Thursday, April 11, 2013

Where is the birding mentor?

In a recent article in the American Birding Association's magazine Birding there was an interview with Wayne R. Petersen of Massachusetts. He has been birding in the area about 50 years and has some insightful comments about how birding has changed in the past half-century.

One of his quotes I found interesting was this:
"The speed with which birding knowledge is acquired and exchanged, along with the tremendous sophistication in the birding resources available to birders today, has helped level the playing field for birders--male and female, young and old."
But then he goes on in the very next sentence to say:
"I have noticed a gradual languishing of bird clubs, a decline in participation in organized field trips, and a shrinkage in circulation of printed publications."
In other words, while there is more information about birds available, it seems less people are taking advantage of the traditional means to learn. That begs the question, how, exactly, are birders learning to get better at their hobby?

Judging from the research I did in February ("Ten most misidentified birds in the Pacific Northwest") it seems that despite the widespread dissemination of identification material, the birds that were difficult to identify 40 years ago still give many birdwatchers trouble.
Hammond's Flycatcher. 29 May 2010. Malheur NWR, Oregon. Photo by Greg Gillson.
Beyond that, though, I find the following quote by Kenn Kaufman to be disturbing:
"If you take all the people who can identify a Hammond's Flycatcher on sight, you won't have enough votes to elect a mayor." -- Birdwatcher: the life of Roger Tory Peterson. 2008 by Elizabeth J. Rosenthal --
Why do I find this disturbing? Because of the supposed tens of millions of "birdwatchers" in the United States. I'm not the only one who finds this number unbelievable. My contrary response is, birdwatchers are those who can identify a Hammond's Flycatcher on sight. Or, at least, they should be striving toward that goal.

Perhaps it is my perfectionism that drives me to be the best I can be at what interests me. Not everyone needs to pursue this goal of increasing birding skill, nor should they. But if there are, indeed, anywhere near the supposed 20 million birders, at least quite a few should desire to increase their skills so that they could, if they wanted, learn to identify Hammond's Flycatchers and other more difficult to identify birds.

Getting off my soap box and back to my point, how can birders who want to increase their skills do so? Where are the birding mentors? If field trip organization and attendance is down, how are the masses of birdwatchers learning? Or are we "leveling the playing field" by creating a nation of feeder watchers and bird festival attenders and not more expert birders?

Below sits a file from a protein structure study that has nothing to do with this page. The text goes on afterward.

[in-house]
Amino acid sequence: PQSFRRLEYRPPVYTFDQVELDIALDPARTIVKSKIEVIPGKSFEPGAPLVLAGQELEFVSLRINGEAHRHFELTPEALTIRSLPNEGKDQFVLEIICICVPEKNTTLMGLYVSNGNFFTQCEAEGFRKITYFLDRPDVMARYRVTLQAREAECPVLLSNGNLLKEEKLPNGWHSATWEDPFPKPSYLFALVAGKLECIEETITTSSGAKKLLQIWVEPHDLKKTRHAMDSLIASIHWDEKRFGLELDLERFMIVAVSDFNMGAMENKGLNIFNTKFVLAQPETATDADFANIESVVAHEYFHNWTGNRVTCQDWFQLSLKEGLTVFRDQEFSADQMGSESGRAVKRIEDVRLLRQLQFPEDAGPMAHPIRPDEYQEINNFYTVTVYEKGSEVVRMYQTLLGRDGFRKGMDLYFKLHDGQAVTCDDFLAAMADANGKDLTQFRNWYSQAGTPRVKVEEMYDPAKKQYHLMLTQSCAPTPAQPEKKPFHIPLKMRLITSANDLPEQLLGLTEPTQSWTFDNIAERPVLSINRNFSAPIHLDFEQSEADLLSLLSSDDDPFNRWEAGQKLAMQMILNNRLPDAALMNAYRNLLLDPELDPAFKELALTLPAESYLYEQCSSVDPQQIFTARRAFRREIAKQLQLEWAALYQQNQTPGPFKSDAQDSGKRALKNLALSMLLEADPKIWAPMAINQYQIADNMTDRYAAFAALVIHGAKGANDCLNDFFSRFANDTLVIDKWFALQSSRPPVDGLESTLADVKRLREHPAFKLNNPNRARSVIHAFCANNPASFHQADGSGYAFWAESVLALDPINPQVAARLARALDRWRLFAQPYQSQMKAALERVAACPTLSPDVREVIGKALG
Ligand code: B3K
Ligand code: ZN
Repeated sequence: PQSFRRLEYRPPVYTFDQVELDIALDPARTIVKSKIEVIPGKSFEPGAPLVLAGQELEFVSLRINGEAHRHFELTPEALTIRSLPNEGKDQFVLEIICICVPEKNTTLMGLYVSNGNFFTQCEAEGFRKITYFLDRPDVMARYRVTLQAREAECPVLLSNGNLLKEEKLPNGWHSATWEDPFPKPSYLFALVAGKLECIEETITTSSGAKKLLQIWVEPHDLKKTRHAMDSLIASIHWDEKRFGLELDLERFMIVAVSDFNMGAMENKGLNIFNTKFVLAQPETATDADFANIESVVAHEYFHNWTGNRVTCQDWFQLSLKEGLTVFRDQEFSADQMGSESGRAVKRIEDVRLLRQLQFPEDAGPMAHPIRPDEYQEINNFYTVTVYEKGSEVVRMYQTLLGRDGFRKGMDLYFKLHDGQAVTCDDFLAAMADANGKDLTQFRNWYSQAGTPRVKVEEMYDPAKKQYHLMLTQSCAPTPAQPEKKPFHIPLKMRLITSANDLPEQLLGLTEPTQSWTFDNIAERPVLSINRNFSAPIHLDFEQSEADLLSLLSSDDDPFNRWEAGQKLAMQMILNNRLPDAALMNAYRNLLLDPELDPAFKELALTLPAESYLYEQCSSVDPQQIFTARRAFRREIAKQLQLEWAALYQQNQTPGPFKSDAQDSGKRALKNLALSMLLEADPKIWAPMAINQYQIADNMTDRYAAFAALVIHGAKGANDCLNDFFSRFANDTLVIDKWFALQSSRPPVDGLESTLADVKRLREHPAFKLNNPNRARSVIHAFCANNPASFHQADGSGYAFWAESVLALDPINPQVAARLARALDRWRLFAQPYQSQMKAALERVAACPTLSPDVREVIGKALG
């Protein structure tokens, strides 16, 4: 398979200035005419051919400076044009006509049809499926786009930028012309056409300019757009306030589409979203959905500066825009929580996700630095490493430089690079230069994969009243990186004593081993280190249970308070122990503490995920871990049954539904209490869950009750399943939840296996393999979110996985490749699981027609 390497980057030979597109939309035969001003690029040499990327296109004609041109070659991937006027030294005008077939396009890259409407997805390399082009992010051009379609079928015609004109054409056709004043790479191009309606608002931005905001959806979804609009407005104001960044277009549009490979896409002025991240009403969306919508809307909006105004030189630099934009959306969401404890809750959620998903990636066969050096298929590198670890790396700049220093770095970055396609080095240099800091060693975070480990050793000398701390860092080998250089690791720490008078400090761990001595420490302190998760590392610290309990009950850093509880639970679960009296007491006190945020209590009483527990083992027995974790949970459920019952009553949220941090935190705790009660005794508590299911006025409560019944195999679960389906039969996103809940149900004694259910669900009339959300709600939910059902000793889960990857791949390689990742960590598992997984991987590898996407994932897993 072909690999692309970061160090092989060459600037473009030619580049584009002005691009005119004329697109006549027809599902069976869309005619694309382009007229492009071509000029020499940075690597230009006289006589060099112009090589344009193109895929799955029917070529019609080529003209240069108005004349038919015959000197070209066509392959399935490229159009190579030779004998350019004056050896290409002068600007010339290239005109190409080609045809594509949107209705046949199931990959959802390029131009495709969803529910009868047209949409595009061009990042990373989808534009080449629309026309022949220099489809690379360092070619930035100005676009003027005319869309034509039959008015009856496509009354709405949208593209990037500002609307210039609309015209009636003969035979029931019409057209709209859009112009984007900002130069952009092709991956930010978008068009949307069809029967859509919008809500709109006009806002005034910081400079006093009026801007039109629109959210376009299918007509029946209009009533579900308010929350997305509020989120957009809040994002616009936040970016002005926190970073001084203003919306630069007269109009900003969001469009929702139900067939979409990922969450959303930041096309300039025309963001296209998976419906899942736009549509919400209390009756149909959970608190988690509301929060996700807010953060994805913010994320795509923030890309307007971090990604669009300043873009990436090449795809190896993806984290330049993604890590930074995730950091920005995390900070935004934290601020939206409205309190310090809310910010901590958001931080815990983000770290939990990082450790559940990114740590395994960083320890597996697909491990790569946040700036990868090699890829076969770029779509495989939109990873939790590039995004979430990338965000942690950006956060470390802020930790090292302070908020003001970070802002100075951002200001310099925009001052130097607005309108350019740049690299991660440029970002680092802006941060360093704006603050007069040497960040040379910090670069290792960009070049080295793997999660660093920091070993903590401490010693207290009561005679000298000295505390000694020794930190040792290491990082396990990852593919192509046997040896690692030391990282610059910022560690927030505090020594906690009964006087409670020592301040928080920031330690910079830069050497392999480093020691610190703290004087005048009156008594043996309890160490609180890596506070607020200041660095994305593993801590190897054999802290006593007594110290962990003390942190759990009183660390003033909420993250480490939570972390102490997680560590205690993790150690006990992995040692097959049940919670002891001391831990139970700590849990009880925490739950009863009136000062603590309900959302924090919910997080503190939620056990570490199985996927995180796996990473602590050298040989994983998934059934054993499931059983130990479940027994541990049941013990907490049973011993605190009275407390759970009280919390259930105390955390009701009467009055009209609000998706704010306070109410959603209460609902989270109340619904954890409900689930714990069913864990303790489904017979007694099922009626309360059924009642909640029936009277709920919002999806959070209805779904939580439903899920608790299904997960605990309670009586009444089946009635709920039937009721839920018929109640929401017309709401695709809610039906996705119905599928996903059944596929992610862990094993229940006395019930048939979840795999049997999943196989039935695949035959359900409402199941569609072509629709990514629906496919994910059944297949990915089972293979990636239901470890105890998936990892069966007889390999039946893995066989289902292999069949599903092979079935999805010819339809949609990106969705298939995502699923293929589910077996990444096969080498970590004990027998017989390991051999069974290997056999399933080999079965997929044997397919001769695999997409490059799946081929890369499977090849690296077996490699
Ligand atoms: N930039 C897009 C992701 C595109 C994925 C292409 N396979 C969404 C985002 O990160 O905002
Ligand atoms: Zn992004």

Even the American Birding Association, which once was the go-to organization for advanced bird identification, has spread out its wings to be more open to beginning birders. I love the ABA and Birding magazine. I understand the business decision to welcome all levels of bird watching with open arms and wallets. But then do we need to create another organization to teach advanced birding?

Field craft skills, birding by ear, identifying birds in flight, status and distribution. Is there something out there already where birders can (and do) find answers to their questions? Who or what is your birding mentor? Tell me, where do you go to learn to identify Hammond's Flycatchers?

24 comments:

  1. Greg,

    Interesting post, with a lot to consider. I do find your comments and concerns about the ABA to be a bit mystifying in places, though. Yes, we're moving to be more welcoming and inclusive, but I don't follow how you get from there to musing about the, "...need to create another organization to teach advanced birding?"

    The resources and the people who can help you learn to identify Hammond's Flycatcher are still strong at the ABA, and will continue to be. By welcoming in more birders, we're increasing the pool of people who may wish to take the path of grappling with advanced identification, at least as I see it.

    What reason would there be to form another group of advanced birders, except to promote an aura of exclusivity, one of the main things that lead to the ABA's decline in membership through the late 90's and 00's?

    I'm not trying to be argumentative. But I am trying to engage in discussion. I care about birding, about ID skills, and about the ABA and I can see that you do, too, Greg. So I'm really interested to have this part of your post fleshed out a bit.

    Good birding,

    Jeff

    Jeffrey Gordon
    President, American Birding Association

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    1. Jeff, ABA is to be congratulated on improving its offerings and scope in the past couple of years. Birding magazine has improved quite a bit, in my opinion. The January/February 2013 issue is quite good, I think. I hope it continues the variety and quality of that issue. It has an ID article on Lesser Black-backed Gulls and a status/distribution article on Common Black Hawks in Arizona. Each issue has a Photo Quiz with 3 photos (usually).

      But are these enough to teach bird identification beyond the field guides? Even a year's subscription barely scratches the surface. I wish all birders owned Kaufman's Advanced Birding and Alderfer and Dunn's Birding Essentials (or Sibley's Birding Basics). But even owning the books doesn't mean that they are learning. I think birders still need some kind of mentor at the local, personal, level. Who teaches birders that Swainson's Thrushes aren't expected until May--that those migrant April look-a-like thrushes are Hermit? Who teaches visiting Eastern birders to the Pacific Northwest that these are Song Sparrows and not Fox Sparrows? Who teaches birding by ear or identifying birds in flight? This isn't exclusivity--it's broadening the scope of identification skills.